Editorial

Alex McCaskill, 16, a sophomore at Goliad High School, is helping to save the Kemp’s Ridley sea turtles for his final project to become an Eagle Scout.

The Kemp’s Ridley sea turtle, categorized as critically endangered, is the world’s most endangered sea turtle. Poaching and incidental takes by commercial fisheries are the main reasons for the decline in population.

The turtles need everyone’s attention if they are going to survive. McCaskill’s efforts are a small but important part of the effort to conserve these amazing creatures that can weigh up to 100 pounds and live up to 50 years.

The Kemp’s Ridleys are among the smallest sea turtles with greenish-grey shells that reach a length of 2 feet.

An estimated 8,000 to 10,000 female turtles are left in the wild, said Cynthia Rubio, supervisory biologist with the division of sea turtle science and recovery at Padre Island National Seashore.

“After 40 years of efforts in the U.S. and Mexico, we are starting to see them come back. Because of the human impacts, we have an obligation to protect the species,” Rubio said.

McCaskill, his scoutmasters and members of Boy Scout Troop 113 built 40 PVC pipe carriers to hold Styrofoam ice chests for transporting and incubating the endangered sea turtle eggs.

As part of a patrol program at Padre Island National Seashore and along the coastline, groups of employees, interns and volunteers look for turtle tracks on beaches from sunrise to sunset from April to mid-July. The locations where the turtles nest are marked and the eggs are retrieved and placed in the protective egg carriers. The carriers, which can be safely strapped in vehicle seats, were invented more than 20 years ago to prevent bouncing that might cause damage to the eggs.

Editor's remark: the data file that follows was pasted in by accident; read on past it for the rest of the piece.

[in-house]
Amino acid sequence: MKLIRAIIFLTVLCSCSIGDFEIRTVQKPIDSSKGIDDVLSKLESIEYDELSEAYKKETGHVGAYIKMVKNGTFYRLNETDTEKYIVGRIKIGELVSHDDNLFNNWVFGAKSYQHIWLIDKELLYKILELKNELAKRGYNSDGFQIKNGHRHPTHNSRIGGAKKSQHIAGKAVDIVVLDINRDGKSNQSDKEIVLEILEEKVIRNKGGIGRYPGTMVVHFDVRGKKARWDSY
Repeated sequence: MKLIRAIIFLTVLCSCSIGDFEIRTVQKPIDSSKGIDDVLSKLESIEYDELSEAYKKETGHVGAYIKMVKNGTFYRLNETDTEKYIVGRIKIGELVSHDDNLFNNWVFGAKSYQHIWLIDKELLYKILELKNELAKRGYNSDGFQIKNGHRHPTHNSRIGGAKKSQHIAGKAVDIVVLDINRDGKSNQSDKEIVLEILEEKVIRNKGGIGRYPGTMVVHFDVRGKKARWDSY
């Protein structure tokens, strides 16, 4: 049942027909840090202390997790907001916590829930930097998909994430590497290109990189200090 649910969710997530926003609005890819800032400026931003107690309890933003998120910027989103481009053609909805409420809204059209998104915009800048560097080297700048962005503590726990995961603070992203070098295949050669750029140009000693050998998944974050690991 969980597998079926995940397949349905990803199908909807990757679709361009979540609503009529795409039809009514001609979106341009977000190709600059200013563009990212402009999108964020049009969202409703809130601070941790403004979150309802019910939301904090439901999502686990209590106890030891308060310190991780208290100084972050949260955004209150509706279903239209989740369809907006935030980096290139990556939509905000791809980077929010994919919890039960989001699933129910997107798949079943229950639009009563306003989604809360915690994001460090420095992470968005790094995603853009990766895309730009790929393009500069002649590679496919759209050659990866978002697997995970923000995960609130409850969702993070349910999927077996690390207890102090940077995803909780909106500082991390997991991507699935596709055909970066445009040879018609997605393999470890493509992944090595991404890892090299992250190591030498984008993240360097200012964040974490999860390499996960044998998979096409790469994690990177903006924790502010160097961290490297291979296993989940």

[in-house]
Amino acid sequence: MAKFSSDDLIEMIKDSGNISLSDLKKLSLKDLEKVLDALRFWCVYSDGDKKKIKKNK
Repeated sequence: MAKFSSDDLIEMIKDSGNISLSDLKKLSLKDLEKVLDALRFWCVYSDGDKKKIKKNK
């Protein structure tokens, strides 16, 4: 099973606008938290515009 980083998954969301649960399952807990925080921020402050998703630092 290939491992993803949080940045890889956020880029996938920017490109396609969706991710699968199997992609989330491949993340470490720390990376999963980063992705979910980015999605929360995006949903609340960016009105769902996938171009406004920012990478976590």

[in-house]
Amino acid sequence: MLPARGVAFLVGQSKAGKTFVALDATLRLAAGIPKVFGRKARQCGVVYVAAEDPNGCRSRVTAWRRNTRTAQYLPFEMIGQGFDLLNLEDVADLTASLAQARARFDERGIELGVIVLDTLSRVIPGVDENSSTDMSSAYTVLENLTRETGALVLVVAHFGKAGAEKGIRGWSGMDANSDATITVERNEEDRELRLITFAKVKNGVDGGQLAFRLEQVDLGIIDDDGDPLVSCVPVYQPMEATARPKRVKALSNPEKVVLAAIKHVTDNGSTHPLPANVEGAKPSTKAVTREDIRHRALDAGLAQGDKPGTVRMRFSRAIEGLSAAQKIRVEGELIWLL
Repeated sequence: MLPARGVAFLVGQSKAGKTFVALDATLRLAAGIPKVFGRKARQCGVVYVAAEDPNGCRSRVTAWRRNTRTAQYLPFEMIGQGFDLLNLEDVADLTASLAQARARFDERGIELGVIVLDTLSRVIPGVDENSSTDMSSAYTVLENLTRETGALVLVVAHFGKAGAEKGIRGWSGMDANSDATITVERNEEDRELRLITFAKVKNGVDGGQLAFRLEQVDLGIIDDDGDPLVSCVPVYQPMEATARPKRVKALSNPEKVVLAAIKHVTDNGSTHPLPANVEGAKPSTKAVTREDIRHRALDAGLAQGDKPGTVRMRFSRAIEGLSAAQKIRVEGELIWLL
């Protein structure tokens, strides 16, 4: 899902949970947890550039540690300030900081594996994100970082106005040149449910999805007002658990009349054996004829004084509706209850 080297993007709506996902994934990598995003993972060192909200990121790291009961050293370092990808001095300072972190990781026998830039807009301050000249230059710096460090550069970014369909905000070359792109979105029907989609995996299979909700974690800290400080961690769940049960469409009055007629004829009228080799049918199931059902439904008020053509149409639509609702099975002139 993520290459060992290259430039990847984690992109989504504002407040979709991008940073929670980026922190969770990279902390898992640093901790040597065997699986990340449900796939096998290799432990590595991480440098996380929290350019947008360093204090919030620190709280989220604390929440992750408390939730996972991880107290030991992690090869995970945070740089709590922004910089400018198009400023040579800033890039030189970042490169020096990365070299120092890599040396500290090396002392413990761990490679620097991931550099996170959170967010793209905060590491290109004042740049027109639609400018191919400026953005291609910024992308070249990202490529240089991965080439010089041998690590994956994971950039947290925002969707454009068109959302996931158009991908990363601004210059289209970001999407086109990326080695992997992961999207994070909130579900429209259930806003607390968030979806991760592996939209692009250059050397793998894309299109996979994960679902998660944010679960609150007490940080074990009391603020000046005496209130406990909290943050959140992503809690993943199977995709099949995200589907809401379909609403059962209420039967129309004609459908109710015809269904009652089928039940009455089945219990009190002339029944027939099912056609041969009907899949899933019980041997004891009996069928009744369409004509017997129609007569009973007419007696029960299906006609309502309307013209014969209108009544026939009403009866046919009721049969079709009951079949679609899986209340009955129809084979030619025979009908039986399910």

When the eggs hatch after 45 to 50 days in an incubation room, the turtles are released immediately into the wild.

Biodiversity provides food, cleans the water supply, provides medicines for curing illnesses and even creates the oxygen needed to breathe, according the American Museum of Natural History. By driving many species to extinction, man cannot count on nature to continue providing these necessities.

The Victoria Advocate applauds McCaskill for his choice of Eagle Scout projects and urges Crossroads residents to appreciate the importance of protecting species such as the Kemp’s Ridley sea turtles.

This opinion reflects the views of the Victoria Advocate’s editorial board.

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